Tickborne diseases are a serious health concern in Vermont. Reports of tickborne diseases are on the rise, and while Lyme disease remains the most common tickborne disease in Vermont, other diseases like anaplasmosis and babesiosis are becoming increasingly common. Vermont health professionals are essential partners in tickborne disease prevention efforts.
Webinar: The Diagnosis & Treatment of Tickborne Diseases in Vermont
The Health Department, in partnership with Vermont infectious disease physicians and the Vermont Area Health Education Centers (AHEC) created this online continuing education course on the diagnosis and treatment of tickborne diseases in Vermont. This course is approximately one hour in length. Upon successful completion of the course and evaluation, health care providers can earn one continuting education (CE) credit. The Health Department will cover the CE credit fee for the first 100 health care providers who complete the course.
Vermont residents can be infected with a number of tickborne diseases. Lyme disease is the most frequently diagnosed tickborne disease, but other illnesses like anaplasmosis are becoming increasingly common. In addition, newly recognized tickborne pathogens, like Borrelia miyamotoi, are causing illness in the state. Clinicians can help prevent complications associated with tickborne diseases through timely diagnosis and treatment.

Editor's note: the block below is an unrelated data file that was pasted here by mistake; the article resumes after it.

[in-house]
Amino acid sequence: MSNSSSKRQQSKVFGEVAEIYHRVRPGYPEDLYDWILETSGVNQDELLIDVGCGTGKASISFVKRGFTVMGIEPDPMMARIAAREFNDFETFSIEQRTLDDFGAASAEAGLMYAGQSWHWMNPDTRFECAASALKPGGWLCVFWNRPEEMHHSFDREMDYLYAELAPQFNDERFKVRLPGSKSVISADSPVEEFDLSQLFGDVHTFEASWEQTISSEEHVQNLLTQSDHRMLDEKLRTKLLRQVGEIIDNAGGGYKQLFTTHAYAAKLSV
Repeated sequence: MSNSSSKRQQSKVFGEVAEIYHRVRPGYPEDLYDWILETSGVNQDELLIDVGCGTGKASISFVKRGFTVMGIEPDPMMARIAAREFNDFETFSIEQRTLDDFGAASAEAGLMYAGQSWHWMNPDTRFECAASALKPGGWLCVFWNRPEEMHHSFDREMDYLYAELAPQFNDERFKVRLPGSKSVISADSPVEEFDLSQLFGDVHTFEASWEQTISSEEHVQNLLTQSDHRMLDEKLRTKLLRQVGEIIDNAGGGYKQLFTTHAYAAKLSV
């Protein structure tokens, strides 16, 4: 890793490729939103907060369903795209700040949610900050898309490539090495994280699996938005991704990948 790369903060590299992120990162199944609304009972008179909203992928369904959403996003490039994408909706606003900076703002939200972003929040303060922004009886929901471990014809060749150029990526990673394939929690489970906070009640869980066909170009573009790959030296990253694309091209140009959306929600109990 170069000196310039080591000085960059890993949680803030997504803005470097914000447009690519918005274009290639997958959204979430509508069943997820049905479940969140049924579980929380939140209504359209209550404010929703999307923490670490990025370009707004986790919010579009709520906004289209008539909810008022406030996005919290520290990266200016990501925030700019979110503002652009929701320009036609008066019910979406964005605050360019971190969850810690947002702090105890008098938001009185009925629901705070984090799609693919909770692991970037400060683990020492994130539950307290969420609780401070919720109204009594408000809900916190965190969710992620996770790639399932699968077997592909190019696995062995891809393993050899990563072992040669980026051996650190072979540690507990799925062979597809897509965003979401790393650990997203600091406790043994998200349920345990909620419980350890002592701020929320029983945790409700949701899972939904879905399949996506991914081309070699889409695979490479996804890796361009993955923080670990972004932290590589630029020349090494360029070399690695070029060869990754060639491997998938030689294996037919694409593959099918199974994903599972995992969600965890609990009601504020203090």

- Review the epidemiology of tickborne diseases in Vermont.
- Define the symptoms of Lyme diseases, anaplasmosis, babesiosis and Borrelia miyamotoi infections.
- Identify tests used to diagnose tickborne diseases common in Vermont.
- Describe the appropriate use of antibiotics in treating Lyme diseases, anaplasmosis, babesiosis and Borrelia miyamotoi infections.
- Jean Dejace, MD, Infectious Disease Physician, University of Vermont Medical Center
- Marie George, MD, Medical Director for Infectious Diseases, Southwestern Vermont Medical Center
- Bradley Tompkins, MS, MPH, Tickborne Disease Program Chief and Epidemiologist, Vermont Department of Health
To obtain credit for this course, providers must view the webinar and complete and submit the continuting education form below. Continuing education credits are offered through the Vermont Area Health Education Centers (AHEC).
Questions? Please contact Bradley Tompkins at Bradley.Tompkins@vermont.gov.
The best way to prevent tickborne diseases is to prevent tick bites. The Health Department offers information and free professionally-printed resources that providers can share with patients so they can take simple steps to prevent tick bites. Health professionals can also order free printed copies of Tickborne Diseases of the United States: A Reference Manual for Healthcare Providers (CDC).